Disgraced Chelsea housing official pleads guilty to new charge
McLaughlin was tipped off to inspections
Michael E. McLaughlin, the former Chelsea Housing Authority executive director serving a three-year federal prison sentence, pleaded guilty Monday to additional corruption charges, but sentencing was delayed until at least next month.
McLaughlin, who was led in and out of US District Court in handcuffs and a green prison jumper by US marshals, said little during the 15-minute hearing before Judge Douglas P. Woodlock, beyond acknowledging that he conspired to defraud the government by rigging housing inspections.
In attendance were about a dozen Chelsea Housing Authority tenants, who said they were bearing witness to the damage McLaughlin did to the authority, which provides housing to low-income people and elders on fixed incomes.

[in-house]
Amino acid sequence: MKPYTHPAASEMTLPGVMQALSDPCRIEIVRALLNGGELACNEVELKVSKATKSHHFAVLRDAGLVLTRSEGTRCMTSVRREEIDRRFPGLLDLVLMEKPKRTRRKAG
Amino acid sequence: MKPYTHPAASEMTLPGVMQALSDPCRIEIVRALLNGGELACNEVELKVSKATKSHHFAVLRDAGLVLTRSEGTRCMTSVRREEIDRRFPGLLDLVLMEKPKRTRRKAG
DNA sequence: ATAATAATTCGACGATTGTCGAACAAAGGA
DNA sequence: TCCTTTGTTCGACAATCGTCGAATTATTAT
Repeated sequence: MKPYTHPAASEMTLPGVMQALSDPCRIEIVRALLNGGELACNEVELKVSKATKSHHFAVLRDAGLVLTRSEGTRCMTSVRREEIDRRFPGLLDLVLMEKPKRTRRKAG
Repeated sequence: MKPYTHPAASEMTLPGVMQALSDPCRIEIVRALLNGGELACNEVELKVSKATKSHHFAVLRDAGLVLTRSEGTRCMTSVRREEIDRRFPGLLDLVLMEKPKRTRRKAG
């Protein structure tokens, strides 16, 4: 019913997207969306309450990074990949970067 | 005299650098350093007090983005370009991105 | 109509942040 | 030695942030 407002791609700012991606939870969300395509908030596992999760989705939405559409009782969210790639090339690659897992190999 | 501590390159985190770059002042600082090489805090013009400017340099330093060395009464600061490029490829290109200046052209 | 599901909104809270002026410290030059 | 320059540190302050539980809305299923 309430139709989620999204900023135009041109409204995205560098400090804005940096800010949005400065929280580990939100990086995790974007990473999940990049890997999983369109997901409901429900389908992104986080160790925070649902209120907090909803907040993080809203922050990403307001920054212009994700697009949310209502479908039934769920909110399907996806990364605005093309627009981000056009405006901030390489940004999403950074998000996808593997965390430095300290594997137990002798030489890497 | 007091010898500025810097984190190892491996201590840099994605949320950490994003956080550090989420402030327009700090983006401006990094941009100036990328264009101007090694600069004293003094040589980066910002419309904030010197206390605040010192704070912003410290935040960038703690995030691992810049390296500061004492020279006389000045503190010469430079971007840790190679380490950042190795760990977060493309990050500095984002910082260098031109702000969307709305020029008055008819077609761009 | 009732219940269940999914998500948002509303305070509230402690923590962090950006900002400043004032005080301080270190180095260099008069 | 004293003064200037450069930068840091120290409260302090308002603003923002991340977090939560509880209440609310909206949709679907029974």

According to Assistant US Attorney S. Theodore Merritt, McLaughlin, 68, was tipped off in advance about which apartments would be inspected, allowing him to clean up those units before the inspections.
The inspections were supposed to be done on randomly selected units.
The scheme helped the Housing Authority win “high performer” designation from the US Department of Housing and Urban Development, a status that provides additional funding and less regulatory oversight.
Conspiracy charges are pending against two others: former Chelsea housing assistant executive director James H. Fitzpatrick and Bernard Morosco, a consultant.
McLaughlin pleaded guilty last year to filing false reports to conceal his inflated $360,000 annual salary for running the small housing agency.
He was forced to resign in 2011 following the disclosure in The Boston Globe of his salary.
McLaughlin is due in court June 20 for sentencing.
He is currently at the federal penetentiary in Lewisburg, Pa., according to information from the US Bureau of Prisons.